This past year I have been on a mission. I am determined to eliminate a bulk of the clutter that Doug and I each brought into our marriage as well as the unnecessary things we have collected here in L.A. My husband and I can both be sentimental creatures so this has not been an easy task. So much so that I have turned to an outside source for help in how to think about my attitude toward “stuff”.
This past week I read one of her essays that described how things are not necessary to represent relationships: in other words, that statue or vase or sweater from your great-aunt whoever doesn’t really need to sit in a corner of your house for you to honor your relationship with her. This is where my sentimental butt gets a good little kick!
I am reminded, though, of a promise I made ten years ago to a fourteen-year-old boy.
Ivan was a kid in my neighborhood in Chicago, one of the original “crew” who won my heart and led me into God’s calling for my life. One night I took him out to dinner. Now kids in my neighborhood didn’t “go out for dinner” anywhere. McDonalds was a treat, as was the walk-up Chinese restaurant. But I had told Ivan that I would take him out for dinner as a treat–I don’t even remember now for what. So we went to this little Italian restaurant next-door to the Cubby Bear where I used to work in Wrigleyville.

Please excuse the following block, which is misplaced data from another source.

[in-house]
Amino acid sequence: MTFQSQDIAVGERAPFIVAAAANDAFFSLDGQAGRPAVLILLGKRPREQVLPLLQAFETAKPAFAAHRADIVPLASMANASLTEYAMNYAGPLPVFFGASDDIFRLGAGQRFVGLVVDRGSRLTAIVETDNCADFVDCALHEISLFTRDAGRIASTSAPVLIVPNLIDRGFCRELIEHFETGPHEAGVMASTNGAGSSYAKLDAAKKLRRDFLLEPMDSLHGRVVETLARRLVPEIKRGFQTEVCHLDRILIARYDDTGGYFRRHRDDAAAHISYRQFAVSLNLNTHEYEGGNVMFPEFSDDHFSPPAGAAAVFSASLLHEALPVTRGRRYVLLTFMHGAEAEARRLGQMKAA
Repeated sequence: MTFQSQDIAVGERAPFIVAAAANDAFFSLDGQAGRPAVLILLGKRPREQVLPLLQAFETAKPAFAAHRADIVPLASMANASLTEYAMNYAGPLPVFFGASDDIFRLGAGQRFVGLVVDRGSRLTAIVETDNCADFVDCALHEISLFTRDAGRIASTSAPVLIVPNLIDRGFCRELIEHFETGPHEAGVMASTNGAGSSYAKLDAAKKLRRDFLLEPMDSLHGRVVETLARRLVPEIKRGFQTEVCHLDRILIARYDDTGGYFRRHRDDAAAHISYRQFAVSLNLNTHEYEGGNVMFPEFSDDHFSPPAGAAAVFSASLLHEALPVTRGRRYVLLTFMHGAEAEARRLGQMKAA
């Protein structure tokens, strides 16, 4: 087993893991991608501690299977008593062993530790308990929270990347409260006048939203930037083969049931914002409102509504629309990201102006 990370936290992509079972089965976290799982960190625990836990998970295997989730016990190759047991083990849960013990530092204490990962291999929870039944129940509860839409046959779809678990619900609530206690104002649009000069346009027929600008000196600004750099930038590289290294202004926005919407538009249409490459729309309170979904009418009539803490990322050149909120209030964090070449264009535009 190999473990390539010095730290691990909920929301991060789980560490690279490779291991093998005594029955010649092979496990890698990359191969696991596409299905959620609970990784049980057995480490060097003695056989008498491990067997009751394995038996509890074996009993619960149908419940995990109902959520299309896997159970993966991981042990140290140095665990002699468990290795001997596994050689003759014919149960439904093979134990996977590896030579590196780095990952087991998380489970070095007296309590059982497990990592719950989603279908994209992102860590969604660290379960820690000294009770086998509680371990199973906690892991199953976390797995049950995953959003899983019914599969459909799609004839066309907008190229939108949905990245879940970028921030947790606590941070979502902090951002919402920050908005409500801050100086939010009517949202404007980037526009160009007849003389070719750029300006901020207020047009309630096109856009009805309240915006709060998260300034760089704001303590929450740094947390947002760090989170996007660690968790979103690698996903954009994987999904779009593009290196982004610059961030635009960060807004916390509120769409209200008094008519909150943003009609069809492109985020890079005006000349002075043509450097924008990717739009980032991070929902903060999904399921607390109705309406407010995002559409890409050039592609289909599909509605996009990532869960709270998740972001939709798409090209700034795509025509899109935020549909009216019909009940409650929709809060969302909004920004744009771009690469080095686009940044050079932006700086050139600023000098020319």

I remember that the tables had white paper coverings, and each table had little packages of four crayons along with the centerpiece. I remember us coloring on our “tablecloth” and laughing a lot that day. I remember the look on Ivan’s face as he sat in this “fancy” restaurant, ordered a nice meal, and told me that he would never forget this day for the rest of his life. I remember getting ready to leave and having Ivan look me soberly in the face as he held one of the boxes of crayons: “I am going to take these home and I will never throw them away and I will always remember this day.” I looked at him, picked up the other box of crayons and promised him I would do the same.
Six years ago, Ivan’s best friend, another young man I deeply loved, was murdered. I will never forget knocking on Ivan’s door, his grief-stricken face, the way he collapsed in my arms. I will never forget his anger, his despair. And I will never forget walking into his room where he had dumped out a box that held all of his “treasures”. Photos of him and Jamar, most of which I had taken over the years, covered the bed. As I picked up a photo and strained to look through my tears, Ivan reached down and picked up a little white box and held it out to me: it was the box of crayons from the restaurant. “I told you I would always keep these, Erika. I will never, ever throw them away.”
I still have mine too: they have moved with me from Chicago to Spokane to Portland and Los Angeles. I don’t care if that box of crayons is just “stuff” and isn’t necessary to honor my relationship with Ivan. I will never, ever throw them away.